When I wrote the post a while ago about obese parents being more likely to have obese children, one of my readers wrote this: “Though these things [pizza and burgers] being treats might sound like a good thing it kind of backfired, and when I got older and realized I could get these things when *I* wanted and no one could control my food any longer, I kind of swung the other way for a while and ate too much junk.”
I thought it would make a really interesting topic for a blog post because let’s face it – all of us were once children and a lot of us have issues with weight. Plus, many of my readers are parents, grandparents, or have a significant role in a child’s life.
I did some research and found a study published in the April 2013 edition of Pediatrics journal entitled, “Food-Related Parenting Practices and Adolescent Weight Status: A Population-Based Study.” The study found that many parents in the study tried to control how much food a child ate. In some cases the parents pushed food on their kids and in other cases the parents restricted foods from their children.
Parents with obese children tended to attempt to restrict food while parents with normal weight children often pushed food, or pressured their children to eat more. The researchers found that parents with normal weight children pushed food on their kids more often than parents with overweight children restricted food.
Part of the conclusion of the article stated:
“. . .parents should be educated and empowered through anticipatory guidance to encourage moderation rather than overconsumption and emphasize healthful food choices rather than restrictive eating patterns.”
While the study did not delve into what impact these food restrictions or pressures to eat would have on the children later, I personally wonder what effect this has on the choices kids make as they get older.
Personally, I grew up in a family that rarely went out to eat, had healthy well-balanced meals prepared every evening, and where dessert was an occasional treat rather than an every day occurrence. My parents did not push me to eat nor did they restrict my food intake. I did go on my first diet (a liquid one) when I was in high school, so there were obviously some conversations surrounding my increasing weight.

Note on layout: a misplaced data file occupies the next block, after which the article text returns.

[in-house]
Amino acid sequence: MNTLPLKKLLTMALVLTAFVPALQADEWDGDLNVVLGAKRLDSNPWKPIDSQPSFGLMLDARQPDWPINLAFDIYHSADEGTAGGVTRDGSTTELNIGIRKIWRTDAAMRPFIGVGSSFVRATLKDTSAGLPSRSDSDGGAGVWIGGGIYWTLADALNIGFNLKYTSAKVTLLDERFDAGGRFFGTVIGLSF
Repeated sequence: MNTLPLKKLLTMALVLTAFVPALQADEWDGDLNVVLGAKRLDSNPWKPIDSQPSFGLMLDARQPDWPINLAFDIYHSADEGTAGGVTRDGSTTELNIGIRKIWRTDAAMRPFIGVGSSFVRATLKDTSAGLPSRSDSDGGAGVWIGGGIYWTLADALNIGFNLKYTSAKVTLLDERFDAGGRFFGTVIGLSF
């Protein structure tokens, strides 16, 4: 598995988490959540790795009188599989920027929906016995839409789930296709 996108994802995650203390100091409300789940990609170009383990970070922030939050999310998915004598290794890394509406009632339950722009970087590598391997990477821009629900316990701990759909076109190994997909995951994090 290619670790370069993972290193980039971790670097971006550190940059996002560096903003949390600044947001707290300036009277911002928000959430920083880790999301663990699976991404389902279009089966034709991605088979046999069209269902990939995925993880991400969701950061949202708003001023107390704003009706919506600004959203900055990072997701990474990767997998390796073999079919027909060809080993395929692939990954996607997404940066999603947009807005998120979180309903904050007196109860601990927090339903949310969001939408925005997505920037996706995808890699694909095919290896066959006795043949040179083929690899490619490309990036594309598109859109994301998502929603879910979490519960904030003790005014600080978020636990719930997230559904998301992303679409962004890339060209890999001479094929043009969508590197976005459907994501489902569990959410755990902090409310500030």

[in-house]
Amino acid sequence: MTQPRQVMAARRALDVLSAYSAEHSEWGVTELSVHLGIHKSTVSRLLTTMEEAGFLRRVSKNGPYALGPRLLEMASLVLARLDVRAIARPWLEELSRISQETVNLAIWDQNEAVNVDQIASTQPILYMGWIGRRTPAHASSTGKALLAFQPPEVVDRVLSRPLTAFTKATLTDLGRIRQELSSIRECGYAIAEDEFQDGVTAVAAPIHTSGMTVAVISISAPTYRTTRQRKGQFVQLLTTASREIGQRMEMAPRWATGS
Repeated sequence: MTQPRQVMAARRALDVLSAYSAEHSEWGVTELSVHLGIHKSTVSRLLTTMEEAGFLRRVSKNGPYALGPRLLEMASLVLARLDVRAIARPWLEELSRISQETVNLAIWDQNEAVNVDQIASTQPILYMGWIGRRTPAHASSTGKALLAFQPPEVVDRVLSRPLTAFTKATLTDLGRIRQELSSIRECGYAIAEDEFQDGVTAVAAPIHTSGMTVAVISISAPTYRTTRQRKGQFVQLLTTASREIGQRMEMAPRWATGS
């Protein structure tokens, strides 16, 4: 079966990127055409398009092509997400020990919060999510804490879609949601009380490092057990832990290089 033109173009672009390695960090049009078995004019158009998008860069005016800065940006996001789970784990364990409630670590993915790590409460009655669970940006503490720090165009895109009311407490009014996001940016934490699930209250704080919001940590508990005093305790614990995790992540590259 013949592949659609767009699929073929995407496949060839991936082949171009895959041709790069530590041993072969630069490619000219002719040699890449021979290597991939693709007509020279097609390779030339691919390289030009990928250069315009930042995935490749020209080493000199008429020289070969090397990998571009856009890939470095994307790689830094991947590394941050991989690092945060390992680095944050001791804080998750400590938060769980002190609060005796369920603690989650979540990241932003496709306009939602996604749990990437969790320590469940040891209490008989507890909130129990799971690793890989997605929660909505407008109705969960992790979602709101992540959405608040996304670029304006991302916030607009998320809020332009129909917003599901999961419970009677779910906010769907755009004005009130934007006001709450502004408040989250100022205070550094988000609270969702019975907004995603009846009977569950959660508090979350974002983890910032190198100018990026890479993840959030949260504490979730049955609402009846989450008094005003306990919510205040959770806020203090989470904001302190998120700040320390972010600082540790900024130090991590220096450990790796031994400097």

By the way, I lost weight on that diet and gained it back as soon as I began to eat. Big surprise.
However, even though we had mostly healthy foods, I was very much attracted to candy at the convenience store, and made frequent trips to fast food restaurants once I had my driver’s license. It was like the fascination/attraction with unhealthy foods had been dormant and was then unleashed. (There were some underlying emotional issues going on as well.)
In college I gained a bit of weight but my real weight gain came on once I got married. I don’t think that having healthy food around the house and not having an abundance of junk food around caused me to rebel later. Instead, for me personally, there were unhealthy emotional attachments I had to food and many, many bad habits I needed to break in order to lose 150 pounds.
The recommendations of the study for parents to be educated and empowered is a good one.
I can’t tell you how many parents I’ve talked to who honestly did not know what to feed their kids for lunch or dinner and felt powerless to shape their family’s dietary habits. The bonus to education and empowerment is that knowledge is often passed onto the children.
I have known kids who left home at a healthy weight and went crazy for junk food but they did end up moderating their choices and never became obese like I did. I know fewer children who were obese or overweight growing up and managed to shed the weight and keep it off well into adulthood. That’s the sad fact of children who face obesity. It’s often a lifelong struggle to get back to a healthy weight.
What do you think? Does keeping kids away from junk food backfire later? What if the child is already overweight? What then? Diane